Thomas Edison on Henry Ford's proposal to fund public infrastructure with issuance of bills rather than bonds in order to avoid the economic rent that interest payments involve.
Debt-free money—of course we can rebuild our infrastructure
(h/t Paul via email)
From the MMT perspective the story is incomplete in that the interest paid is also an increase in consolidated non-government net financial assets in aggregate and the interest doesn't cost a self-funding government anything anyway. The real issue is whether this is the most appropriate way to inject funds for public purpose, based on criteria such as fairness, effectiveness and efficiency.
Since interest is not necessary operationally, as Edison and Ford point out, it is a subsidy. Who gets that subsidy and why should they get it rather than using that amount of funding for other purposes, like more infrastructure that benefits the everyone as a public good?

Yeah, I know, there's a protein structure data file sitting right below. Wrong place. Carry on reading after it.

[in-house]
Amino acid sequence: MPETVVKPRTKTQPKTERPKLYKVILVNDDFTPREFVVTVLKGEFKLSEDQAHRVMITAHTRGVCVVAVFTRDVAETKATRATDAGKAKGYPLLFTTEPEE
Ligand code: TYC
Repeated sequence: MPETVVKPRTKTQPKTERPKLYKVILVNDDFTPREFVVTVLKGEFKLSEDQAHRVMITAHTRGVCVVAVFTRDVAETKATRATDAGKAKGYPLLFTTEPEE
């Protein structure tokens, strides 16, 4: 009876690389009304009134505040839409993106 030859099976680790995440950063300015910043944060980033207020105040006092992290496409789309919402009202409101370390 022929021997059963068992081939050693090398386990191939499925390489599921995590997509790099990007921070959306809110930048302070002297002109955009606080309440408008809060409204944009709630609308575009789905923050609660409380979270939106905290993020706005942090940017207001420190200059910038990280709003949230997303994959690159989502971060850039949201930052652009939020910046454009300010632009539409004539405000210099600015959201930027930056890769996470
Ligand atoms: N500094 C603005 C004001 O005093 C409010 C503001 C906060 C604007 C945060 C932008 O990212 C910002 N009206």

It might be argued that not issuing bonds is inflationary. But as Thomas Edison points out, anticipating the MMT economists on this, the interest-bearing government securities are also negotiable and are used for temporary safe storage as well as using large sums around conveniently. The MMT economists also point out that they are the best form of collateral and therefore function as near money, especially short terms bills. Therefore, issuance of government securities has little bearing on inflation.
The other argument is that a large economy needs safe assets and it is a public purpose to provide them. But, as Chris Cook points out, this could be done with consols rather than bonds, consols acting in the same fashion as stock, i.e., equity rather than debt.